Beatriz at Dinner
2017 – Comedy – 1:23
Opens June 9, 2017
Directed by: Miguel Arteta
Starring: Salma Hayek, John Lithgow, Connie Britton
Beatriz is invited, but not welcome. Coming from a connected but different world, Beatriz (Salma Hayek), a reiki healer-and holistic body worker, becomes the last-minute dinner guest of one of her clients after her car breaks down. The movie takes place in an elegant hilltop home in Newport Beach where she meets Doug Strutt (John Lithgow) a ruthless, self-centered billionaire real estate developer, who seems vaguely familiar to Beatriz.
Forced from her home in Mexico as a child, Beatrix discovers ways as the movie unfolds that they are connected and the many ways they are not. The evening does not go as smoothly as planned by well-meaning host, Kathy (Connie Britton). The actors are all superb and convincing in their roles, as they bring out various perspectives and views on the world. Their conversations are humorous and serious, often confronting and very often surprising,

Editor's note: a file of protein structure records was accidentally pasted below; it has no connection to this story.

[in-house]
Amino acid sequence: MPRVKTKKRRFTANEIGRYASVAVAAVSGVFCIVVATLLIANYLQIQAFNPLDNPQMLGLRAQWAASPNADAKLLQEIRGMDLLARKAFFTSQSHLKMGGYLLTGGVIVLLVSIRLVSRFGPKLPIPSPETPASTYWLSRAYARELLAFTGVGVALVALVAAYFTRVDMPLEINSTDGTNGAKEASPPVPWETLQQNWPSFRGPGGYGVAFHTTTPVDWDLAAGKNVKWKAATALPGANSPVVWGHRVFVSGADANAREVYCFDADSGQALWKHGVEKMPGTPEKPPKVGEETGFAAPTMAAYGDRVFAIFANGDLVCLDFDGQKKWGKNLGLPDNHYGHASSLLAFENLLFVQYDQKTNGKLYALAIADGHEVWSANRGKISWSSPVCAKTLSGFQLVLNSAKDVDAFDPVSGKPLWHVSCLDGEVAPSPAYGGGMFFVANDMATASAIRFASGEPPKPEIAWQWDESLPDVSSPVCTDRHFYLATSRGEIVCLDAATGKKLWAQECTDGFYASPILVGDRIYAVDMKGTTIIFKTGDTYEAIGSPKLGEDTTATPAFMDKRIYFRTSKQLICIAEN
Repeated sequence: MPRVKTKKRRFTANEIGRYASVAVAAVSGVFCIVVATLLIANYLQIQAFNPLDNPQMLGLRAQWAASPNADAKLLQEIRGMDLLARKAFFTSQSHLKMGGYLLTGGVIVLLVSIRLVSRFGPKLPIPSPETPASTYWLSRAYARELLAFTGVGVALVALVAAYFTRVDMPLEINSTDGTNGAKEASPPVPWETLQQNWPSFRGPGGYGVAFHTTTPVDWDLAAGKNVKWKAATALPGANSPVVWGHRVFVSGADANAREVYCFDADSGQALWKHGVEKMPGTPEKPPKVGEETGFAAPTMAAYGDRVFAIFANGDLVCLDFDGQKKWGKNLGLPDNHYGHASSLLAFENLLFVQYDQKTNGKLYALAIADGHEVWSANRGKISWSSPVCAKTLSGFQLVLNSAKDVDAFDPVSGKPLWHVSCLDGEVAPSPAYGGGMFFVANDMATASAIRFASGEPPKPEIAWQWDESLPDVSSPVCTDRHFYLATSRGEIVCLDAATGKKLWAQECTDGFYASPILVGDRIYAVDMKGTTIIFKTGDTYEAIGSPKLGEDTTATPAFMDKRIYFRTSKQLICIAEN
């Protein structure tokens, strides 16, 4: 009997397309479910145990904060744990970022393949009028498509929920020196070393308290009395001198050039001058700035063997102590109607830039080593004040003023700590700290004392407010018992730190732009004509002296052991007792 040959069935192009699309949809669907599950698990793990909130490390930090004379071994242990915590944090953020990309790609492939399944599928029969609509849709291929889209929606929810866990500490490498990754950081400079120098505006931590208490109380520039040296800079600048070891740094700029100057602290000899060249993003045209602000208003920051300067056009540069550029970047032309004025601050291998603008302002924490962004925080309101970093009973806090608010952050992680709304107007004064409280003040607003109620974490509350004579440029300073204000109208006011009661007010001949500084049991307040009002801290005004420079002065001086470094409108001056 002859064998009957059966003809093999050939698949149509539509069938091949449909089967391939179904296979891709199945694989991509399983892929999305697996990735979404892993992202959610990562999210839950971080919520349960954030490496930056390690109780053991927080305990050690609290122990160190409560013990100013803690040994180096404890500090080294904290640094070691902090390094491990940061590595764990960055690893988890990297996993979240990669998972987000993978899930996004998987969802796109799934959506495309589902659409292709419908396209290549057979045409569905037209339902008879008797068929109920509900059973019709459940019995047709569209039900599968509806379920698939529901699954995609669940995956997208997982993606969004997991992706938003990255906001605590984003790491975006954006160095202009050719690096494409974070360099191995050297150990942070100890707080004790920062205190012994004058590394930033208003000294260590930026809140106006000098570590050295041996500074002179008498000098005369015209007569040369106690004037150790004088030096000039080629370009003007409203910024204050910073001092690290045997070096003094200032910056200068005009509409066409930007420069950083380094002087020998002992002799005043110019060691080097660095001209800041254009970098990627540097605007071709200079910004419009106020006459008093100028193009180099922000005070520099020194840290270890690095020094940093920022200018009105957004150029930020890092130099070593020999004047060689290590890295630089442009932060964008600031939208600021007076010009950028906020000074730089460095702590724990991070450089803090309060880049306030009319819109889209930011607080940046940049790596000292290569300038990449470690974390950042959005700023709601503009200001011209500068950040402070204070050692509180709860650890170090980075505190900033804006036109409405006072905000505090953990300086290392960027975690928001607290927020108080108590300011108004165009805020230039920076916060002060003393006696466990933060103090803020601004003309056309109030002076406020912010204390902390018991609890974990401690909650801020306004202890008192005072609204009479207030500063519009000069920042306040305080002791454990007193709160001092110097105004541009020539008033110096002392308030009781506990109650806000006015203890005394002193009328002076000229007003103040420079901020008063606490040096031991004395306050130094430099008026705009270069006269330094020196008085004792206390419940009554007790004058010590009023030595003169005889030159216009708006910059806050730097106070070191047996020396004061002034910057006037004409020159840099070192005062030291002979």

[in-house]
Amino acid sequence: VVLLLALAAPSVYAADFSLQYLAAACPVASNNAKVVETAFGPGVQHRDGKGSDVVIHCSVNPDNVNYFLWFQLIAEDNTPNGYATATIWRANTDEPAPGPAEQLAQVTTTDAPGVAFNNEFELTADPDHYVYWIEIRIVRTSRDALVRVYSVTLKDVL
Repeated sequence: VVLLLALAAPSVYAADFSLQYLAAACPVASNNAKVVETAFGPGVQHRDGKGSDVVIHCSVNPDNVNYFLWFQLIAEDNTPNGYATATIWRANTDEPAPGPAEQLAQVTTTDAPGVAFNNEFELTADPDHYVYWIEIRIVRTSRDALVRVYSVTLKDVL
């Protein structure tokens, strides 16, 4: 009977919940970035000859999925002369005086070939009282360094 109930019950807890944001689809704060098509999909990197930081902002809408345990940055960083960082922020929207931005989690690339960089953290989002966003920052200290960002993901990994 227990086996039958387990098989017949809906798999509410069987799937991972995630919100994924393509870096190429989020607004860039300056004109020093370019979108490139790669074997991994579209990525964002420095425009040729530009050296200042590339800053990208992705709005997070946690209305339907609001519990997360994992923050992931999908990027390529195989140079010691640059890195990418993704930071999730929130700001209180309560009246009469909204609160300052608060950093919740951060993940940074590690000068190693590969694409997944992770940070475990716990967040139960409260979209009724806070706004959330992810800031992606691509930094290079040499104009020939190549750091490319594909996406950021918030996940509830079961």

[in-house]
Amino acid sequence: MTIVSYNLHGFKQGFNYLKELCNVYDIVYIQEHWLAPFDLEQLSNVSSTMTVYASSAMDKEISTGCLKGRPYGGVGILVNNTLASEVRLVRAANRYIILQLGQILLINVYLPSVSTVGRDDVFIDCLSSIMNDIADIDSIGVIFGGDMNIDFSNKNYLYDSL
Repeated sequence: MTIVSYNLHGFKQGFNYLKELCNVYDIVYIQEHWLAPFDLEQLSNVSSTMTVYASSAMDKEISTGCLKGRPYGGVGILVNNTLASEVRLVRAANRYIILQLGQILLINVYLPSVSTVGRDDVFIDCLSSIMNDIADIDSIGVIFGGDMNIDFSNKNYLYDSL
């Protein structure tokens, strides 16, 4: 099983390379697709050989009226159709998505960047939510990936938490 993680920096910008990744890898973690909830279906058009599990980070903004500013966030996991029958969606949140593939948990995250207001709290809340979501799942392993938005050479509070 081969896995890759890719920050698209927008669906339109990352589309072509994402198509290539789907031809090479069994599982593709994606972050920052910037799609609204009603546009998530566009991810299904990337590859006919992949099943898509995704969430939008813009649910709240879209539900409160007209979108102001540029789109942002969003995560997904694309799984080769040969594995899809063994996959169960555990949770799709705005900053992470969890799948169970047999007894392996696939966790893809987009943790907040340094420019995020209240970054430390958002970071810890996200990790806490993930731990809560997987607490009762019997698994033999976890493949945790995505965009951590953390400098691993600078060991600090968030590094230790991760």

Directed by Miguel Areta (The Good Girl) and written by Mike White (The Good Girl, “Enlightened”) this is not one of those movies with a predictable ending, or an easily explainable ending. Better to see it and decide for yourself.
Rather than provide answers or solutions that give the viewer conclusions or lead them in a certain direction, it takes you in a couple of possible directions, leaving you to think, what just happened?
At first the last part of the movie was unsettling. I wanted it all wrapped neatly. Settled. It wasn’t. It was like life. I wondered about the choices Beatriz made and thought about them. More than about different people interacting at a dinner party, it was about her life and the adjustments she had to make.
It left me thinking of the different ways and reasons people have for leaving their homes and country—and how the way we—as a country and individually—play a part in that. My perspective has shifted some. In that sense alone I think the movie was a success. It was expansive. It left me with more perspectives of how interrelated we are and viewing the consequences of some of our actions differently.
Beatriz is invited, but not welcome. This is not one of those movies with a predictable ending, or an easily explainable ending. Better to see it and decide for yourself.